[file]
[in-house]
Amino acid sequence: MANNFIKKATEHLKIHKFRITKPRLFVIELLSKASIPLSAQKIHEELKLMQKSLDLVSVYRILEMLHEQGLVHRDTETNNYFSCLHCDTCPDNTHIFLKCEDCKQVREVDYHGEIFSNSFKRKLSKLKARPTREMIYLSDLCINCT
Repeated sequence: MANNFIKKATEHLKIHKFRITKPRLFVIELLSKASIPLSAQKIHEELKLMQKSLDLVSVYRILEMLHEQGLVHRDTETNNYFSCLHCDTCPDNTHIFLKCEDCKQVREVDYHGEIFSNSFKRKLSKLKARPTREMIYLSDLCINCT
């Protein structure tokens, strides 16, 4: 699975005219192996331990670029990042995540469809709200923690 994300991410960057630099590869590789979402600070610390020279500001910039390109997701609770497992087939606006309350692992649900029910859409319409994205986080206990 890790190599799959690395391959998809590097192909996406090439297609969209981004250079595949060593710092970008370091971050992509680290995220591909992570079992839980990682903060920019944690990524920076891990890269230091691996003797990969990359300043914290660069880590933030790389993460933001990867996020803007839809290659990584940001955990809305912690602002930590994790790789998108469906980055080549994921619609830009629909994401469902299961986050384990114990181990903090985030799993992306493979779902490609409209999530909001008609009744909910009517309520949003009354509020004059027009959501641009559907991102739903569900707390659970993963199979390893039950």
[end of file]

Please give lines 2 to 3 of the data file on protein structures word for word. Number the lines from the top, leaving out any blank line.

Amino acid sequence: MANNFIKKATEHLKIHKFRITKPRLFVIELLSKASIPLSAQKIHEELKLMQKSLDLVSVYRILEMLHEQGLVHRDTETNNYFSCLHCDTCPDNTHIFLKCEDCKQVREVDYHGEIFSNSFKRKLSKLKARPTREMIYLSDLCINCT
Repeated sequence: MANNFIKKATEHLKIHKFRITKPRLFVIELLSKASIPLSAQKIHEELKLMQKSLDLVSVYRILEMLHEQGLVHRDTETNNYFSCLHCDTCPDNTHIFLKCEDCKQVREVDYHGEIFSNSFKRKLSKLKARPTREMIYLSDLCINCT